A new Emotet phishing effort targets U.S. taxpayers by imitating W-9 tax paperwork purportedly delivered by the Internal Revenue Agency and your business partners.
Emotet is a renowned malware infection that has historically been delivered by phishing emails including Microsoft Word and Excel documents with malicious macros that install the virus.
Once Microsoft began restricting macros in downloaded Office documents by default, Emotet moved to exploiting Microsoft OneNote files with embedded scripts to install its malware.
Once Emotet is installed, the malware will harvest victims’ emails for future reply-chain assaults, send further spam emails, and finally install other malware that provides initial access to other threat actors, such as ransomware gangs.
Emotet prepares for the next US tax season
The Emotet virus uses themed phishing attacks to correspond with holidays and annual business events, such as the current U.S. tax season.
In recent phishing attempts seen by researchers at Malwarebytes and Palo Alto Networks Unit42, the Emotet virus targets victims with emails containing bogus W-9 tax form attachments.
In the campaign seen by Malwarebytes, threat actors send emails named ‘IRS Tax Forms W-9’ while posing as Internal Revenue Service inspectors.
These phishing emails contain a ZIP file entitled “W-9 form.zip” that contains a malicious Microsoft Word document. This Word file has been inflated to over 500 MB in order to make it more difficult for security tools to identify it as malicious.
Nevertheless, now that Microsoft blocks macros by default, users are less likely to enable the macros and become infected through malicious Word documents.
Threat actors circumvent these constraints in a phishing campaign observed by Brad Duncan of Unit42 by employing Microsoft OneNote documents with embedded VBScript files that install the Emotet virus.
This phishing attempt uses reply-chain emails posing as business partners sending W-9 Forms.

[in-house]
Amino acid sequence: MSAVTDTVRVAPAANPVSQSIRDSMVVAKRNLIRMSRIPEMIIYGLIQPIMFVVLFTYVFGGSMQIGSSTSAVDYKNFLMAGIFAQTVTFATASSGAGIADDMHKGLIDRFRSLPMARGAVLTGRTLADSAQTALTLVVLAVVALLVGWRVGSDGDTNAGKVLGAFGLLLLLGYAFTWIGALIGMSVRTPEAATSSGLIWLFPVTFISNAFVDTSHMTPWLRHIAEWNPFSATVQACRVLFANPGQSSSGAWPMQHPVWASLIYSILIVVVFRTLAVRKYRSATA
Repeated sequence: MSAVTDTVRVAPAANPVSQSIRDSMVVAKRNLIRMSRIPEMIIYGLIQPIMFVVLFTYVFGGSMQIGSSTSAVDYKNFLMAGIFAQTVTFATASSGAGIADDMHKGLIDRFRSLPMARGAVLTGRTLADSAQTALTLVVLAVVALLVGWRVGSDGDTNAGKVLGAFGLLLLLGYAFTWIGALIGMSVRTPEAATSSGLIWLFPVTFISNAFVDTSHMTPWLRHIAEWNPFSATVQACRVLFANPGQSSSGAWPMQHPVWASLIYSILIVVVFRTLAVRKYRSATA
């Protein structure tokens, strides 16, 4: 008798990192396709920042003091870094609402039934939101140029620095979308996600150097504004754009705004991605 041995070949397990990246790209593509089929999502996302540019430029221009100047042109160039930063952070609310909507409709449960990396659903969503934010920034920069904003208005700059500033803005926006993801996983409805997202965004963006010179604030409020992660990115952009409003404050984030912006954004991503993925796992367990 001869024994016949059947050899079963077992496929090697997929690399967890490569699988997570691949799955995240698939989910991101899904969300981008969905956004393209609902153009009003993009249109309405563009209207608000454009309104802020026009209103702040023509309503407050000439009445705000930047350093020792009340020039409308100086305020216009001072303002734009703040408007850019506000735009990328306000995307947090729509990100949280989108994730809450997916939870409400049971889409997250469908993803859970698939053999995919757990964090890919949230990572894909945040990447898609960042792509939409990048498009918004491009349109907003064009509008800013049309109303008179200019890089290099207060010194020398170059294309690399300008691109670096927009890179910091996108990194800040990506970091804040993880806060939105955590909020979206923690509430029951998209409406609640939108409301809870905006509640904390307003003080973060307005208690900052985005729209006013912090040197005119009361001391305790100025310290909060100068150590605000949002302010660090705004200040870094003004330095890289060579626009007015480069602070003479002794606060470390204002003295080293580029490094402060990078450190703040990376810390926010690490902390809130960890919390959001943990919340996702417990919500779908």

Microsoft OneNote will alert the user that the embedded VBScript file may be harmful before starting the file. Regrettably, the past has shown us that many users disregard these warnings and just permit the files to execute.
Once the VBScript has been executed, it will download the Emotet DLL and launch it with regsvr32.exe.
The virus will now operate stealthily in the background, capturing email and contacts while awaiting the installation of more payloads.
If you receive emails purporting to be W-9 or other tax forms, you should first examine the attachments with local antivirus software. Due to the sensitive nature of these forms, it is not recommended that they be uploaded to cloud-based scanning services such as VirusTotal.
Typically, tax forms are given as PDF files and not as Word attachments; thus, if you receive a Word attachment, you should refrain from opening it and allowing macros.
Lastly, it is unlikely that tax forms would ever be transmitted as OneNote documents, so if you receive such an email, delete it immediately and do not read it.
Always, the greatest line of protection is to delete emails from unknown senders, and if you know the sender, call them by phone to confirm that they sent the email.